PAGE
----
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Complaining Takes its Toll

Complaining Takes its Toll 2/17/17Do you ever complain?  Do you know anyone who does?  Complaining is pretty common.  An article from the Penn State University website stated, “On average, a person complains once throughout a typical conversation.”  Since the words “on average,” were used in that statement, we can conclude that sometimes there is a lot of complaining in a conversation, and that averages out with the conversations that have no complaining.

Complaining is the act of expressing dissatisfaction or resentment. Some people call it venting.  What I found most interesting in the Penn State article was the claim that complaining takes a large toll on our brains, and henceforth our happiness.

Our brains take the path of least resistance, so the more we travel the path of complaining, the easier it is to continue complaining.  We can become desensitized to our own complaining, and may even become unaware that we are doing it. 

Research from Stanford University has shown that complaining shrinks the hippocampus.  The hippocampus is an area of our brain that is used in problem-solving and memory. 

Our body chemistry changes when we complain, too.  When we complain, our body releases more cortisol.  Cortisol is the hormone that shifts a human into fight-or-flight mode.  With the release of cortisol, oxygen, blood, and energy is directed away from any system that is not crucial to survival. Frequent complaining results in extra cortisol being released, which then puts a person more at risk for high cholesterol, diabetes, heart disease, obesity, and strokes.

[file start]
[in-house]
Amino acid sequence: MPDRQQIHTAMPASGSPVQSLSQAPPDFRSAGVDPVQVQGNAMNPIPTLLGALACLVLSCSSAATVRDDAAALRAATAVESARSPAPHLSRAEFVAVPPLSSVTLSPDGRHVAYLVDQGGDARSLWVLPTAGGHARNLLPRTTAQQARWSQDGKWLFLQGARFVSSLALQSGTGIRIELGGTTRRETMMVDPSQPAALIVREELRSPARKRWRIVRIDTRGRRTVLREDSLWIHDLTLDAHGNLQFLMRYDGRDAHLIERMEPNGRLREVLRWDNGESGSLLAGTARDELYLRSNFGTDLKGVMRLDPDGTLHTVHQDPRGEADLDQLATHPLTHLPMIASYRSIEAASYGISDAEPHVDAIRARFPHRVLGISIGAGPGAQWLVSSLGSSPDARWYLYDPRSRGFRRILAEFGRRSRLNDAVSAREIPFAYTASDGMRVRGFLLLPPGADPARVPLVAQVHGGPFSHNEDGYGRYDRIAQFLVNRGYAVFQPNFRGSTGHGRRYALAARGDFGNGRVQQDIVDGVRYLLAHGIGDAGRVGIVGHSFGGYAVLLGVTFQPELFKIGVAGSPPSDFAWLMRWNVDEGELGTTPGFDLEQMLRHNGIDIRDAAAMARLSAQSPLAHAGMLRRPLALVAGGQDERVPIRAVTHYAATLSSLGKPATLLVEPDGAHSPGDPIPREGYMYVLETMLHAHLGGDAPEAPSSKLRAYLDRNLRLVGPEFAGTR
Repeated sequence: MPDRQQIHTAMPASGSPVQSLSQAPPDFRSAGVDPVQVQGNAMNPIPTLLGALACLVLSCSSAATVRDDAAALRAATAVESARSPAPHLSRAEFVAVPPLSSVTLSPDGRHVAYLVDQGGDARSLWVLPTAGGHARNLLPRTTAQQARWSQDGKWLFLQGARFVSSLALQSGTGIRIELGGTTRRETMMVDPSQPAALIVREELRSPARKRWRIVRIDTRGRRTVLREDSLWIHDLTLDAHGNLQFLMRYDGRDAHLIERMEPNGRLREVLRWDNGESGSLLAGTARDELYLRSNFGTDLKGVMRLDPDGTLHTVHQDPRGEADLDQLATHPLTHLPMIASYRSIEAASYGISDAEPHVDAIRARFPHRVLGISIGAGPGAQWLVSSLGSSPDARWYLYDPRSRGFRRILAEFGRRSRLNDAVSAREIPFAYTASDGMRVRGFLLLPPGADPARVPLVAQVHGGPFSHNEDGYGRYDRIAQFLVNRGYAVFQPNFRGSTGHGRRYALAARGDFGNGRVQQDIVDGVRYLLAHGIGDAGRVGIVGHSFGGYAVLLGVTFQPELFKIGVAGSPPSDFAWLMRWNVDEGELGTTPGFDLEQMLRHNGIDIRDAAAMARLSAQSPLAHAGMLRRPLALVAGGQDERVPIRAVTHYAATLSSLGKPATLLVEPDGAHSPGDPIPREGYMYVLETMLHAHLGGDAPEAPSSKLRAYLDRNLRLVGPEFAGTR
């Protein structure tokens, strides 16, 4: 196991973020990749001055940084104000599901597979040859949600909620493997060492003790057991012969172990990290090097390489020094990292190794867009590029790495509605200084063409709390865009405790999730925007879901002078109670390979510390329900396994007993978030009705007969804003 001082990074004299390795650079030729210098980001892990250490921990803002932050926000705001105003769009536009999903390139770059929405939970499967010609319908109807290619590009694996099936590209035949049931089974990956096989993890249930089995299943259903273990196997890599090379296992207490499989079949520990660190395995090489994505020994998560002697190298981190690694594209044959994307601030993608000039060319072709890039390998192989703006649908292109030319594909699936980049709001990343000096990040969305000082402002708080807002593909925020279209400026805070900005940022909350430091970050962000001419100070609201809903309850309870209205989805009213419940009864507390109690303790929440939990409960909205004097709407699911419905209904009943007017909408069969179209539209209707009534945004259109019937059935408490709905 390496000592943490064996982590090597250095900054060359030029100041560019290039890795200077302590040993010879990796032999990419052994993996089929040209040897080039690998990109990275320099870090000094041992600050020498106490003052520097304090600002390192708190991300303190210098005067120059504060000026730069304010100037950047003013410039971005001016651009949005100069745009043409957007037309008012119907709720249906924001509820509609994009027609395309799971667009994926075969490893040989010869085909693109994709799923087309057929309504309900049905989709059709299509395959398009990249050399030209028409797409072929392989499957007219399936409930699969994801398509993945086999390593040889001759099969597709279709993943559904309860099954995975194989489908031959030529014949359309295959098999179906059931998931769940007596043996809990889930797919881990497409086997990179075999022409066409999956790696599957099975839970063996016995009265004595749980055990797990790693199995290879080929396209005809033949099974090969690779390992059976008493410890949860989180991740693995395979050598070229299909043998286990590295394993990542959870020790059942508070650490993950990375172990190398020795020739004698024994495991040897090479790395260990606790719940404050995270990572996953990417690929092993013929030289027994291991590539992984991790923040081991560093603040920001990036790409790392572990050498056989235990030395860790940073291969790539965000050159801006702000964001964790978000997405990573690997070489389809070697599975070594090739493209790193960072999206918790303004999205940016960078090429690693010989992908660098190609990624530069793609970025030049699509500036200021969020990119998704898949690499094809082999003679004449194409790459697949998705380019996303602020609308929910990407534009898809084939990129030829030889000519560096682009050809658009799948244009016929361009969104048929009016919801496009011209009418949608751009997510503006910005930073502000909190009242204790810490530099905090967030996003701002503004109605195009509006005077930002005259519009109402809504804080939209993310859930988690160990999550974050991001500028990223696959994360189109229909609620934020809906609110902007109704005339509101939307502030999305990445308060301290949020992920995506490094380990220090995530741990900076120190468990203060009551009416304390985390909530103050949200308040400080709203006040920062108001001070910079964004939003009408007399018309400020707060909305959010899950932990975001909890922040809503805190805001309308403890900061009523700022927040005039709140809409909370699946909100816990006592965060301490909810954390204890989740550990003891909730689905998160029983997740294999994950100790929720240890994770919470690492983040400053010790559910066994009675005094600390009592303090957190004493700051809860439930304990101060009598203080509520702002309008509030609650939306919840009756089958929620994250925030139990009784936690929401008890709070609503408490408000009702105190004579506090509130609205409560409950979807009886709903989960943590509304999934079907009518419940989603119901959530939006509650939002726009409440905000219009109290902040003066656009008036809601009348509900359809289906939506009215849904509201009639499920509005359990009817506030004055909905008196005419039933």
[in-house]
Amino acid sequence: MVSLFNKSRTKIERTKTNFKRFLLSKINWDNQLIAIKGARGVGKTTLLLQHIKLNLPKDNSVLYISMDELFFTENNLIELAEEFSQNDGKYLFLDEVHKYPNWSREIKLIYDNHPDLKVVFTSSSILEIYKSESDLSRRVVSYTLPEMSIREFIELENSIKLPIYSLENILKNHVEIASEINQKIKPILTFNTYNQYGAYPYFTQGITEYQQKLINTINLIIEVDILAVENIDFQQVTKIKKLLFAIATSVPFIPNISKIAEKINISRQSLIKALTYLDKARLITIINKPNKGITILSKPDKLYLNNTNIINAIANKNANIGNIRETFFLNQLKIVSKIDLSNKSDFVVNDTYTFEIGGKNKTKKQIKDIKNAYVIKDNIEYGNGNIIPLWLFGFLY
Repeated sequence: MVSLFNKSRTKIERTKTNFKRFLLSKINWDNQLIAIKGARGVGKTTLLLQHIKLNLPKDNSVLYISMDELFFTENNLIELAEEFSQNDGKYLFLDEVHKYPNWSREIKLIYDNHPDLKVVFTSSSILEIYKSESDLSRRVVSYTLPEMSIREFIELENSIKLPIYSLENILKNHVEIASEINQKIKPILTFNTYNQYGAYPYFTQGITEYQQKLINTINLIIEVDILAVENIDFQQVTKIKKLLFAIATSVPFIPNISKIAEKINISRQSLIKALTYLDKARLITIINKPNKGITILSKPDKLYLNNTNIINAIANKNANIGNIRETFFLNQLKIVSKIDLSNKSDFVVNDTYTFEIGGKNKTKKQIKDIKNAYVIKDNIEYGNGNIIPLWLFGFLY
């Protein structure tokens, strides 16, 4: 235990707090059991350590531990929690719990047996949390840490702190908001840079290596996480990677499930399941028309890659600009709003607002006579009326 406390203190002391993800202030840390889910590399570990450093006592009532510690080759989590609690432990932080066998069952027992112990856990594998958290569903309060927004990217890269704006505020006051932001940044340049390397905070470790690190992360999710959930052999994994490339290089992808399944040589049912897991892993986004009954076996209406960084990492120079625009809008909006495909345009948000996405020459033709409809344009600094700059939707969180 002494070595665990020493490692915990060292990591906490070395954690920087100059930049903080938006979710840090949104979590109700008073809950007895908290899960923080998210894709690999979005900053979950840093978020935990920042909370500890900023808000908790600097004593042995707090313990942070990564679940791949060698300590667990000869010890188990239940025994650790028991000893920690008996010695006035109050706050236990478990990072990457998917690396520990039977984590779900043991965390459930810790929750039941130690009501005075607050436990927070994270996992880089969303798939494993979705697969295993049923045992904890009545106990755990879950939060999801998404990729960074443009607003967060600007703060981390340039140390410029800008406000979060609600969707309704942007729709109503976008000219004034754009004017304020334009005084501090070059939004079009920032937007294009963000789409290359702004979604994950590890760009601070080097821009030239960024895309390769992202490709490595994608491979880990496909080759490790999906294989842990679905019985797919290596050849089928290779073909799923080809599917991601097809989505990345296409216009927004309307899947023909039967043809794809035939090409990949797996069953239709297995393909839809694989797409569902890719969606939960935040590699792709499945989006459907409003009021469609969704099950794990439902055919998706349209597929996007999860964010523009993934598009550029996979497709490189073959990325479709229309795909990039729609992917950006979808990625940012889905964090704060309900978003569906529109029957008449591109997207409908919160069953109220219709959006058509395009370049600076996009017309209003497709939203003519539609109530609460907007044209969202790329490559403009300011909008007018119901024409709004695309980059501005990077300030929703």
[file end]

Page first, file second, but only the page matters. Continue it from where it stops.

It is tempting to say, “Enough already!  Stop with the complaining!”  But how? 

One strategy is to catch yourself in the act.  Every time we catch ourselves about to make a negative observation, make a positive one instead.  If that complaint slipped out anyway, make up for it by making three or more positive statements.

Another strategy is to take time to think about what we’re grateful for.  Research at University of California, Davis, has concluded that integrating moments of gratitude into our day can reduce cortisol by 23%. 

A third strategy comes from Dr. Theresa Glomb’s research at the University of Minnesota.  She has documented the positive effects that occur when we take the time to help someone else, reflect of it, and think about the person or people who are beneficiaries of the work we do.  She has found this to be true in a wide variety of workplace settings including factories, health care facilities, customer call centers, and even underground hydropower plants.

Adapted from:  https://sites.psu.edu/siowfa16/2016/10/21/what-does-complaining-do-to-your-brain/ and Dr. Theresa Glomb, Let’s Make Work Better, TedXTalk UMN, https://www.youtube.com/watch?v=oCYeEt94EMc

Photo Source: https://pixabay.com/en/qualities-grateful-joyful-954789/   (downloaded 2/21/17)




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